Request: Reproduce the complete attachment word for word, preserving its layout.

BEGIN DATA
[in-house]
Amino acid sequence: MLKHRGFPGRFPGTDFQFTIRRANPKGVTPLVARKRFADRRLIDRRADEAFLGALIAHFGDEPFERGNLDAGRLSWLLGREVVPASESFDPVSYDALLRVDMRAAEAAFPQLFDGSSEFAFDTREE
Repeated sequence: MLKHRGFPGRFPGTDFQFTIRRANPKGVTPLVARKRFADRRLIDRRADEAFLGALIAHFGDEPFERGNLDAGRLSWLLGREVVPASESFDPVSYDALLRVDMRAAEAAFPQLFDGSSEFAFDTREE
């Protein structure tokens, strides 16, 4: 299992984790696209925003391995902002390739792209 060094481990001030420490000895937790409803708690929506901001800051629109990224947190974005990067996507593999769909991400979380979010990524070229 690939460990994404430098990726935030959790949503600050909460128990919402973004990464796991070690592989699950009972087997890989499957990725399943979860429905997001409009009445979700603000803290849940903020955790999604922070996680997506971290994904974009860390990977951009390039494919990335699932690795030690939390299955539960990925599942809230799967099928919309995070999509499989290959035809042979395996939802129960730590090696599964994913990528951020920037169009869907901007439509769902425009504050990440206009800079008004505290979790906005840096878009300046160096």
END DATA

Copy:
[in-house]
Amino acid sequence: MLKHRGFPGRFPGTDFQFTIRRANPKGVTPLVARKRFADRRLIDRRADEAFLGALIAHFGDEPFERGNLDAGRLSWLLGREVVPASESFDPVSYDALLRVDMRAAEAAFPQLFDGSSEFAFDTREE
Repeated sequence: MLKHRGFPGRFPGTDFQFTIRRANPKGVTPLVARKRFADRRLIDRRADEAFLGALIAHFGDEPFERGNLDAGRLSWLLGREVVPASESFDPVSYDALLRVDMRAAEAAFPQLFDGSSEFAFDTREE
């Protein structure tokens, strides 16, 4: 299992984790696209925003391995902002390739792209 060094481990001030420490000895937790409803708690929506901001800051629109990224947190974005990067996507593999769909991400979380979010990524070229 690939460990994404430098990726935030959790949503600050909460128990919402973004990464796991070690592989699950009972087997890989499957990725399943979860429905997001409009009445979700603000803290849940903020955790999604922070996680997506971290994904974009860390990977951009390039494919990335699932690795030690939390299955539960990925599942809230799967099928919309995070999509499989290959035809042979395996939802129960730590090696599964994913990528951020920037169009869907901007439509769902425009504050990440206009800079008004505290979790906005840096878009300046160096």